The New York Times seems to confirm my initial take on Egypt’s role in brokering a potential peace in Gaza is what I thought it was. Here is an even more complete description of the new Egyptian government trying to do two things at once – be a big public relations booster for Hamas while acting to bring to an end, at least temporarily, the war they started.
That’s not an easy task. It involves considerable flexibility of rhetoric, as all of this propagandising by the Egyptians about the Gaza Palestinian “cause” would normally lead the Gazans to think that the Egyptians are going to take up arms to fight the Israelis for them, and, of course, the Egyptians don’t have the slightest intention of doing that.
The hyperbolic pro-Hamas rhetoric from the Egyptian government is for domestic political consumption in Egypt – a sop to the Salafists who accounted for about a quarter of the vote in last year’s elections.
But it’s clear the Israelis would not trust Egypt as a mediator if they didn’t think that it wasn’t just that – rhetoric. Indeed, what else would encourage the Israelis, normally so suspicious that the world is out to get it (and with reason!), to accept as a mediator a country that is openly peddling such hardcore propaganda for their adversaries in Gaza?
The only two possible reasons that could be happening – and I do intend to keep harping on this until people get it – is that Israel is either serious enough about peace to trust a mediator biased in favour of the Gazans, or Egypt is serious enough about really mediating this conflict that we cannot accept at face value the appearance that it is casting its lot in with Hamas. I suspect it’s a little of both of those things.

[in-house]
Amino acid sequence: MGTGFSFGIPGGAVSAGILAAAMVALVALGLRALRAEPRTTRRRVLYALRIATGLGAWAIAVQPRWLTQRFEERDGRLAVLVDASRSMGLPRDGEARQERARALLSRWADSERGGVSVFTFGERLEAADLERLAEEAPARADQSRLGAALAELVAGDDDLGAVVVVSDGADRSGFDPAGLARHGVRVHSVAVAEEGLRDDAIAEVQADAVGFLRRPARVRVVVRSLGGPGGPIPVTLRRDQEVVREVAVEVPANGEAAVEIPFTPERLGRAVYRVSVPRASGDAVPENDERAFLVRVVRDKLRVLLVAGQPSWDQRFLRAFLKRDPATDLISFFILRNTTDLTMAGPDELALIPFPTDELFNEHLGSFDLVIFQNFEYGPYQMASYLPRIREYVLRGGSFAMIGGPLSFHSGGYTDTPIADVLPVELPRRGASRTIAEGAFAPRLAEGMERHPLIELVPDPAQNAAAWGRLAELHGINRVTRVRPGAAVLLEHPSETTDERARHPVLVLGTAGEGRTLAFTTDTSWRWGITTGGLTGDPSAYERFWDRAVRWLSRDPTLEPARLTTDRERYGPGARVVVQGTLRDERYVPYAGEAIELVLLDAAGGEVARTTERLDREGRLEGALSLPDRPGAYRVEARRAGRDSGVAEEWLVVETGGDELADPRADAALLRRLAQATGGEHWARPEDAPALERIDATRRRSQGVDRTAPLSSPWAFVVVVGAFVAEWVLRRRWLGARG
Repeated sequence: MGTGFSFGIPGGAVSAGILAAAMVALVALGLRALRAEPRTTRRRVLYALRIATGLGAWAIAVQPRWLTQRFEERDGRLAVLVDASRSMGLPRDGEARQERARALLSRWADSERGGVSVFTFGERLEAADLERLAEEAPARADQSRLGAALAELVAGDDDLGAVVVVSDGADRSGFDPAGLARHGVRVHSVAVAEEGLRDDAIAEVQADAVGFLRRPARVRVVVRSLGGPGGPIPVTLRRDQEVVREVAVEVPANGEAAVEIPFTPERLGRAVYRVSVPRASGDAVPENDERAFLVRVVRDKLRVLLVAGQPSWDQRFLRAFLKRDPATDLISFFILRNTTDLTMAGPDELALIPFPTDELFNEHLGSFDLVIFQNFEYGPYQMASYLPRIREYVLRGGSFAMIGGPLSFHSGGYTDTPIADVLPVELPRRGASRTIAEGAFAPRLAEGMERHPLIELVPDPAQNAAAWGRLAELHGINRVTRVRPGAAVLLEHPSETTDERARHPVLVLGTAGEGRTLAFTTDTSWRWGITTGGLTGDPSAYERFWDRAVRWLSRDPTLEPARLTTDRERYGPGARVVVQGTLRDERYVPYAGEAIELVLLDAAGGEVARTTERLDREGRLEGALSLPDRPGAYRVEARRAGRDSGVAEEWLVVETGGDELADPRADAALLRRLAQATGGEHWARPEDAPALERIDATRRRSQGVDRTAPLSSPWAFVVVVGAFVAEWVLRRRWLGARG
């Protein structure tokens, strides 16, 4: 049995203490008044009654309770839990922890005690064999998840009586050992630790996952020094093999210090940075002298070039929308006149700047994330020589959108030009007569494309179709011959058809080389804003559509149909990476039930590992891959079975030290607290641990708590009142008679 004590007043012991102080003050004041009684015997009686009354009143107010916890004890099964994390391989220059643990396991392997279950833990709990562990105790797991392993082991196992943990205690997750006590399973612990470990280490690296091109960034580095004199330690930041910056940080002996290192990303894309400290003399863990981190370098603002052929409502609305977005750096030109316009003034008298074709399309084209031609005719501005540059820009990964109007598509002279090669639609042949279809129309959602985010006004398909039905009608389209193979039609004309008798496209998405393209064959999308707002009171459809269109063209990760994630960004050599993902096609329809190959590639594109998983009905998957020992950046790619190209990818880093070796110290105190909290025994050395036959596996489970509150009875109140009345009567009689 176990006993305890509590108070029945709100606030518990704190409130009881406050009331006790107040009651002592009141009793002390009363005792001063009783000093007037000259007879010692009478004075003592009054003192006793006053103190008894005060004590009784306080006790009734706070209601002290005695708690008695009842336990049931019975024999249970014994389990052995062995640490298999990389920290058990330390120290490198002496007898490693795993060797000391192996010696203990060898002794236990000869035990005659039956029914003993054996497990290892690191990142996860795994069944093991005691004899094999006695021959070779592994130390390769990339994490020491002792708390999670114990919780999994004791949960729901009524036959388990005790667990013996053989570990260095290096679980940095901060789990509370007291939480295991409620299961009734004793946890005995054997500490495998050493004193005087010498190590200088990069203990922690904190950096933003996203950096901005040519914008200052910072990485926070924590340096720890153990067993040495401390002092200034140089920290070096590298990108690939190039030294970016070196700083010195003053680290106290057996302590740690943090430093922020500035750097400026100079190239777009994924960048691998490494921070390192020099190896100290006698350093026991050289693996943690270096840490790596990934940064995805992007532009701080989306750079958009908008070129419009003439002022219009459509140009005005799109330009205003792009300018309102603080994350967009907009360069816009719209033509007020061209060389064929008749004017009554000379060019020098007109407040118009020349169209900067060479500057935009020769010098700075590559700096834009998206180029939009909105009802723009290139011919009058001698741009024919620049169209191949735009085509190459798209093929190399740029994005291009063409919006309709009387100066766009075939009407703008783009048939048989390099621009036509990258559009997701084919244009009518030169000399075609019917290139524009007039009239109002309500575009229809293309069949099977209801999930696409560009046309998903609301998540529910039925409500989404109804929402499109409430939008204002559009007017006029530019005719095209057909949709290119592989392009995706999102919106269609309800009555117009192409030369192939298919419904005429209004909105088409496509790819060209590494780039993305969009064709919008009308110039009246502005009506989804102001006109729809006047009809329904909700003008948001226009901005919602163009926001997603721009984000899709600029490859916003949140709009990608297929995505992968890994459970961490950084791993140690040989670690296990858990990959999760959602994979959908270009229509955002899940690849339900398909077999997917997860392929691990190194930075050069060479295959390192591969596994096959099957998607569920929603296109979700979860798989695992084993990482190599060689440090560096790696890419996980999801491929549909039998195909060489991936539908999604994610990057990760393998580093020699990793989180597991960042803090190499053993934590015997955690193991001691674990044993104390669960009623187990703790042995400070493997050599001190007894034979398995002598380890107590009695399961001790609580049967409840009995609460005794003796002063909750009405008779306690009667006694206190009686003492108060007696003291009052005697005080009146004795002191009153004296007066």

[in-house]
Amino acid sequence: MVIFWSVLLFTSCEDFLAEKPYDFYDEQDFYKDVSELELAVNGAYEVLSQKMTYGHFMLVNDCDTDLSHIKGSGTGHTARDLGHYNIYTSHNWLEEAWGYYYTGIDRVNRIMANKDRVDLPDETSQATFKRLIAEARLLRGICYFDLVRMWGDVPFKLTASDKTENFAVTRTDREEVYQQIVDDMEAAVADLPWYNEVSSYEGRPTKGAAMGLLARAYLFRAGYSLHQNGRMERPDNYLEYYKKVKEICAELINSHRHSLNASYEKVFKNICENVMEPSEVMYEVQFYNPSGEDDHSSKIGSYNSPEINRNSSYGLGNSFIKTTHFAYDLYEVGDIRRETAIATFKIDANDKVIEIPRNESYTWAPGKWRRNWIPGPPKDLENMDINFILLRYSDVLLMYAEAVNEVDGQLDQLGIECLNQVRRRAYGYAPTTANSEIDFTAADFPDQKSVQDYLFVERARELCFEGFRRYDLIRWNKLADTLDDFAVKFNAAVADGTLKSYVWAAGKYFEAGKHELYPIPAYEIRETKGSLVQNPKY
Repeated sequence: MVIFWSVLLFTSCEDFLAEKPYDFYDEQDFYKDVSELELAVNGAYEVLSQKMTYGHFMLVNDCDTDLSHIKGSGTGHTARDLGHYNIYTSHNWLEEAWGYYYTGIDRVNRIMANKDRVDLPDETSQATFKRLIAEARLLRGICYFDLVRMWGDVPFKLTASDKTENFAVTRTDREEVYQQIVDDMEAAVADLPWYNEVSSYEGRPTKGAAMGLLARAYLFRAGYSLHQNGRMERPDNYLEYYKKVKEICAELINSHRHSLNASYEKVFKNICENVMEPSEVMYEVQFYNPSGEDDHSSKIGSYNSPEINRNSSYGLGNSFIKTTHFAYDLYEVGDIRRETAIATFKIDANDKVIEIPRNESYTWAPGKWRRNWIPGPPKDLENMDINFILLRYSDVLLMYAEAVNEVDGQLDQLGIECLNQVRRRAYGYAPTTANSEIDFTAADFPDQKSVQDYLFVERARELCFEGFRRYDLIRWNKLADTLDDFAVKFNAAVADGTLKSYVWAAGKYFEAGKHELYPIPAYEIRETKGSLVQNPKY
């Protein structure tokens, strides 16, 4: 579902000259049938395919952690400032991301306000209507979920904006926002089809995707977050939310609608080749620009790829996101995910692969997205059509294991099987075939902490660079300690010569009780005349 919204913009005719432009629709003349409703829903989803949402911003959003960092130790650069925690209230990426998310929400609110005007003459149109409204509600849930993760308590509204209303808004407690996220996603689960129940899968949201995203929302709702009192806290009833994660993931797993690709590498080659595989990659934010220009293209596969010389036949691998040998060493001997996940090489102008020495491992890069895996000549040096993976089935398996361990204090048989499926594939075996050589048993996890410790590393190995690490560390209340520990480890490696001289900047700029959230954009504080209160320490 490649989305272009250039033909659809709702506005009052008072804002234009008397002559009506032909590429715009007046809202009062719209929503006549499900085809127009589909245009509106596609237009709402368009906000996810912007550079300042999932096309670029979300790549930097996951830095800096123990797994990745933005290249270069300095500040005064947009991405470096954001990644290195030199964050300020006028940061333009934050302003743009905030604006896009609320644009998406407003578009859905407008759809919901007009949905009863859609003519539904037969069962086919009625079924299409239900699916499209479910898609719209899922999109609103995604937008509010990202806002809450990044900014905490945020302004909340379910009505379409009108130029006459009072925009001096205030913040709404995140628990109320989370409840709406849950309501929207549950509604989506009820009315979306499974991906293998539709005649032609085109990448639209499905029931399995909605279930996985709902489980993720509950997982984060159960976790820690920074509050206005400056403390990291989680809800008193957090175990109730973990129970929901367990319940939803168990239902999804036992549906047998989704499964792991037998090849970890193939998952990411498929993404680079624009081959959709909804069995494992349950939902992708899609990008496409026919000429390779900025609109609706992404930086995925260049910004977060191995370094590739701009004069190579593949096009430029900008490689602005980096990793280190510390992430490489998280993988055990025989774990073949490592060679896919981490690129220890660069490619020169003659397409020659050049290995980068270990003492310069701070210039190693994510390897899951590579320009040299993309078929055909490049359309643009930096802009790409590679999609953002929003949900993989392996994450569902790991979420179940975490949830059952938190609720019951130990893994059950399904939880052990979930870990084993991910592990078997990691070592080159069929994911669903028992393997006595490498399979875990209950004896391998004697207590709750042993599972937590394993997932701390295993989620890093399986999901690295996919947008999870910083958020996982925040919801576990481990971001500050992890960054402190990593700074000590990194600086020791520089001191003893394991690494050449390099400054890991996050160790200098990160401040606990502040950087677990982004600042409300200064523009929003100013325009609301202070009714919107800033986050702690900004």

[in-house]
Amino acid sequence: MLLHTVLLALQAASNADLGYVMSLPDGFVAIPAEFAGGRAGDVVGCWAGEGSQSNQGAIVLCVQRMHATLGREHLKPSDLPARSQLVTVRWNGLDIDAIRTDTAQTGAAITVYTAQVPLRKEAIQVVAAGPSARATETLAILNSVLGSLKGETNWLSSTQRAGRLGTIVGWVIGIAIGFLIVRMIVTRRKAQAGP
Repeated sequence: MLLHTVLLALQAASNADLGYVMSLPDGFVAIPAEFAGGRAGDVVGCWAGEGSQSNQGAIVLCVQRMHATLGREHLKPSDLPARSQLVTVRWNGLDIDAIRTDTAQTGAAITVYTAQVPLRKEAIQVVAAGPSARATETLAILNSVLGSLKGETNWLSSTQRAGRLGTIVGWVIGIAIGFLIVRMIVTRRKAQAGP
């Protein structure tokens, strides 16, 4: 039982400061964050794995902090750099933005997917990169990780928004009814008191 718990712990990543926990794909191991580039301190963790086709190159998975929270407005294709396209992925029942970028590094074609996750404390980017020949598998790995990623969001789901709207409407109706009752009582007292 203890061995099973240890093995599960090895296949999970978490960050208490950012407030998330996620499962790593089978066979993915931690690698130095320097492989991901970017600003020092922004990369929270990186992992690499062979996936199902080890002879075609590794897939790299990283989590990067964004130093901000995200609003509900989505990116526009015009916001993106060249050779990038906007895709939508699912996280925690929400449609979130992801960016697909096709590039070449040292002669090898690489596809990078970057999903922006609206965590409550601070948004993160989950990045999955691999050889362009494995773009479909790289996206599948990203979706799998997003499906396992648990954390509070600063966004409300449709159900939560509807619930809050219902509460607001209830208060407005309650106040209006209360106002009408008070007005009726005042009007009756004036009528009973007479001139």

There is always the possibility that Benjamin Netanyahu and the Likud will snatch a moral defeat from the jaws of victory here. It remains a possibility that Netanyahu will turn this into some kind of campaign ad for his party, which could get him votes, but also would weaken his country. That kind of hot air will fill the sails of Israel’s enemies, who score propaganda victories every time Israel does something even remotely arguably disproportionate.
By contrast, the more Israel can state the simple truth about this fight, namely that it will end when the Gazans stop attacking Israel, the more this could end up being an ugly war which nevertheless proves the reality of Israel’s desire for peace.
When people write the next page in the book of history for the Middle East, it might say “2012: Israel trusts the Egyptians to broker peace in Gaza, Egypt looks past its narrow ethnoreligious point of view and acts in the name of its wider interests…and Hamas stops firing rockets at Israel.” If that’s the way this plays out, it will be Israel and Egypt that will come off the better. Hamas, by contrast, will look like it is still fighting an unending religious war. Which, of course, they are.